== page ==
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Learn How to Write a Standout CV with Macildowie

Your CV is usually the first thing your potential employer will see and it has one key job – to secure you that all-important interview. Therefore, it’s important that you get it right; it’s your marketing campaign and it needs to promote you and your skills in an attractive and professional way. This vital initial stage of applying for jobs needs to be done carefully, we’re here to help you do that. Taking the time to get it right is vital, here are our best CV tips and advice based on feedback from our clients.

Personal Information

Your personal details should be kept simple, this section shouldn’t take up much room; just write your name, phone number and email address. You could also add your LinkedIn profile, as long as it’s up to date, promoting you, but any other personal details should not be included.


The key parts to this section are each of your qualifications, your school, college or university and the dates you were there. Your most recent qualifications should be written first, with the most detail, such as your degree, but your GCSEs can just be a more general list of grades. It can be useful to mention when you’re expecting to get your next qualifications if you are only part-way through.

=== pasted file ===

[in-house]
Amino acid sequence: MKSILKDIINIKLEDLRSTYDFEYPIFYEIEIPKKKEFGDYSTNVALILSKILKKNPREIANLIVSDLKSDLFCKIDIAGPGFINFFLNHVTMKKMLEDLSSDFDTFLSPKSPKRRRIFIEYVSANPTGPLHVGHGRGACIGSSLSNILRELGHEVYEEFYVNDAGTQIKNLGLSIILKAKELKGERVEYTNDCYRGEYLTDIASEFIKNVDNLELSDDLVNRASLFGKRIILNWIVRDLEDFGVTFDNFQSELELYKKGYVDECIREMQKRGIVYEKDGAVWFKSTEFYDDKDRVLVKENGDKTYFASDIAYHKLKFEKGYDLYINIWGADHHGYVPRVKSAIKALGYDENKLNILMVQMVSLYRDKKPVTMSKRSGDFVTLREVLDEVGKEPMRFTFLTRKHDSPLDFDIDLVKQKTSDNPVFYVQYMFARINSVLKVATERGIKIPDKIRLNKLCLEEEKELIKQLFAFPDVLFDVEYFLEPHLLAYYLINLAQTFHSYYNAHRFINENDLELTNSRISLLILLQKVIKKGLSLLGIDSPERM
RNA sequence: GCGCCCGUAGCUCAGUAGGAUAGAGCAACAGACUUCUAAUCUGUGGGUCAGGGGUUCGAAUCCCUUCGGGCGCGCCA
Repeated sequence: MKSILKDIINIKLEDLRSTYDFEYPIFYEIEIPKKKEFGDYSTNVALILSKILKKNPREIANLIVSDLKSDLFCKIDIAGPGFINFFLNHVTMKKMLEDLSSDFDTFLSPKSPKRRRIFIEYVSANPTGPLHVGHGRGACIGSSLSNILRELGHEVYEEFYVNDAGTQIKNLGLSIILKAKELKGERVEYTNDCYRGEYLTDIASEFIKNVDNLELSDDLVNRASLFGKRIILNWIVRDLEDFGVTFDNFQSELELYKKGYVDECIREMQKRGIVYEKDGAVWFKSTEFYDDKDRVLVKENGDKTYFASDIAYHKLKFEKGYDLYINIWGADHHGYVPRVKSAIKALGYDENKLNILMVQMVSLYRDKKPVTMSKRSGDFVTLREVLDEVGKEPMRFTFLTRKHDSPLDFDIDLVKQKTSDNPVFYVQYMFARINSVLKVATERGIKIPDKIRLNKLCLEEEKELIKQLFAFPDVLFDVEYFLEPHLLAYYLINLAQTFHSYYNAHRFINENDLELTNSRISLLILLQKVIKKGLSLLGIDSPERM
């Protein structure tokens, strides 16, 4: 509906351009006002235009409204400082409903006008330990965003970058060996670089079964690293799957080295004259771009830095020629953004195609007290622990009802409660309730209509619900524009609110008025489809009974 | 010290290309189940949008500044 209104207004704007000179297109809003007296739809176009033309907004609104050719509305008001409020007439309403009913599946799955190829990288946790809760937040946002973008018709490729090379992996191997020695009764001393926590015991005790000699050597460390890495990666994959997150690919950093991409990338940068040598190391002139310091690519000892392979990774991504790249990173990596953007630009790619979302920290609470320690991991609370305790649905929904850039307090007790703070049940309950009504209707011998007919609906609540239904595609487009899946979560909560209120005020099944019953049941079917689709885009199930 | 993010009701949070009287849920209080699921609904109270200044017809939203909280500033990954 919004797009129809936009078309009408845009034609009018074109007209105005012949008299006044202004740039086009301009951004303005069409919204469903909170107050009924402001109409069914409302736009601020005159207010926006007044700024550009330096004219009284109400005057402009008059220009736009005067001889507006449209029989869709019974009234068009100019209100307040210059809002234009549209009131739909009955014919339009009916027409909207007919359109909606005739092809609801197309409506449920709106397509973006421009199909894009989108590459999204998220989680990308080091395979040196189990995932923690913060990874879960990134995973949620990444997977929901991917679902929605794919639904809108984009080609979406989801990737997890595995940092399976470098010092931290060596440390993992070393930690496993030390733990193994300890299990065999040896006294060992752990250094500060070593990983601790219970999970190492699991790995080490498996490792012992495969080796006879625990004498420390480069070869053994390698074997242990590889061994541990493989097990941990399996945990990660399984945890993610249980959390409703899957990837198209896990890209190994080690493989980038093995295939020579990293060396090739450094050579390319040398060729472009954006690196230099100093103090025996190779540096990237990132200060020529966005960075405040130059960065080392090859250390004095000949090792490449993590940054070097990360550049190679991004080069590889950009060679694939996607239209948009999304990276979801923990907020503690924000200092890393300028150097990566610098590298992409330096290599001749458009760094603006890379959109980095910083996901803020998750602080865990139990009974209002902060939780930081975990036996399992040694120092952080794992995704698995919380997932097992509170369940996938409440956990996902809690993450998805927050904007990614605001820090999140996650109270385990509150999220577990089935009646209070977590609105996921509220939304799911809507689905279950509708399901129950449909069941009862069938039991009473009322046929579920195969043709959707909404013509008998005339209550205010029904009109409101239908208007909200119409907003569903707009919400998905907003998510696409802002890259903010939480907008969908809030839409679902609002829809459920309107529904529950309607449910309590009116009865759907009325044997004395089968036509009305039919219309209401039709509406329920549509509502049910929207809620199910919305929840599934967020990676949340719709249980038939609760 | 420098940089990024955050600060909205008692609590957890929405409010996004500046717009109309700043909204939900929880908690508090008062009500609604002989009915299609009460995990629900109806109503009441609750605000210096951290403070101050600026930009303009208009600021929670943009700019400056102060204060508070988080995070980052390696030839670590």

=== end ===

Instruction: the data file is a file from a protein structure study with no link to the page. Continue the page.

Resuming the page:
Experience & Achievements

Clarity and brevity are key here so bullet points are a great way to lay out this section. You should note your work history, including any placements and voluntary work, along with a short but effective summary of what you did to demonstrate your strengths, this should mention your key skills, responsibilities and achievements.

Your Macildowie consultant will help you work through how to discuss your key achievements – these are critical as they are the part of your CV that can truly differentiate you from other people with the same background and experience.


This is the section where you can expand on some of the points you’ve talked about in your work section, be specific! Maybe you’ve worked on an exciting project, been on a certain course or had some specialist training, this is the place to put it.


This slightly more informal section can be used to share a little bit about yourself. Try and link these to useful skills. You never know, you might have something in common with your interviewer!

Additional Thoughts

  • Remember that your CV should be tailored for every application, so use the keywords and phrases from the job description. You want to show the company that you’re matching what they’re looking for, make it obvious to them!
  • Make sure the layout is appropriate, this varies depending on the role and sector but it should always look professional. Make use of bullet points!
  • Don’t make it too long! Aim for no more than three sides of A4 in a clear font such as Times New Roman, never use any font size smaller than 11, it needs to be easy to read.
  • Double and triple-check it, a CV with spelling and grammar mistakes will not go down well.